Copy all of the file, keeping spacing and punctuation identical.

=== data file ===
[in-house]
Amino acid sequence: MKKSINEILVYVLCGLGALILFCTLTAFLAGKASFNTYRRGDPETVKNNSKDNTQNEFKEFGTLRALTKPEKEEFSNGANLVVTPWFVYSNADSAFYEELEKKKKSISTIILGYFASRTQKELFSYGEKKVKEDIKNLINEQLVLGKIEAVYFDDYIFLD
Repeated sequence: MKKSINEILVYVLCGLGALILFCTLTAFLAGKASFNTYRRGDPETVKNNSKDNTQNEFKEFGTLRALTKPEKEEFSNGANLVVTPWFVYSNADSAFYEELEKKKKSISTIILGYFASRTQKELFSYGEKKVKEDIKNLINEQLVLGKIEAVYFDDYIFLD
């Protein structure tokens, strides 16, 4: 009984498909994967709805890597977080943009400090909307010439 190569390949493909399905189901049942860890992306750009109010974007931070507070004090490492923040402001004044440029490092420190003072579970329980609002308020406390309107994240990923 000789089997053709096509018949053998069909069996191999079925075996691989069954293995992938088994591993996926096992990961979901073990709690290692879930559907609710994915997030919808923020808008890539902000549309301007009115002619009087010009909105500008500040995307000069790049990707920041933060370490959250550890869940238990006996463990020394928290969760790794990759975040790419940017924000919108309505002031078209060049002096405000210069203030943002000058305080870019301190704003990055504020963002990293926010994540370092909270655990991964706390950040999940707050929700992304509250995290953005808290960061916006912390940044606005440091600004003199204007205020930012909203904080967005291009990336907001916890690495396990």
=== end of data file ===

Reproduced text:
[in-house]
Amino acid sequence: MKKSINEILVYVLCGLGALILFCTLTAFLAGKASFNTYRRGDPETVKNNSKDNTQNEFKEFGTLRALTKPEKEEFSNGANLVVTPWFVYSNADSAFYEELEKKKKSISTIILGYFASRTQKELFSYGEKKVKEDIKNLINEQLVLGKIEAVYFDDYIFLD
Repeated sequence: MKKSINEILVYVLCGLGALILFCTLTAFLAGKASFNTYRRGDPETVKNNSKDNTQNEFKEFGTLRALTKPEKEEFSNGANLVVTPWFVYSNADSAFYEELEKKKKSISTIILGYFASRTQKELFSYGEKKVKEDIKNLINEQLVLGKIEAVYFDDYIFLD
């Protein structure tokens, strides 16, 4: 009984498909994967709805890597977080943009400090909307010439 190569390949493909399905189901049942860890992306750009109010974007931070507070004090490492923040402001004044440029490092420190003072579970329980609002308020406390309107994240990923 000789089997053709096509018949053998069909069996191999079925075996691989069954293995992938088994591993996926096992990961979901073990709690290692879930559907609710994915997030919808923020808008890539902000549309301007009115002619009087010009909105500008500040995307000069790049990707920041933060370490959250550890869940238990006996463990020394928290969760790794990759975040790419940017924000919108309505002031078209060049002096405000210069203030943002000058305080870019301190704003990055504020963002990293926010994540370092909270655990991964706390950040999940707050929700992304509250995290953005808290960061916006912390940044606005440091600004003199204007205020930012909203904080967005291009990336907001916890690495396990």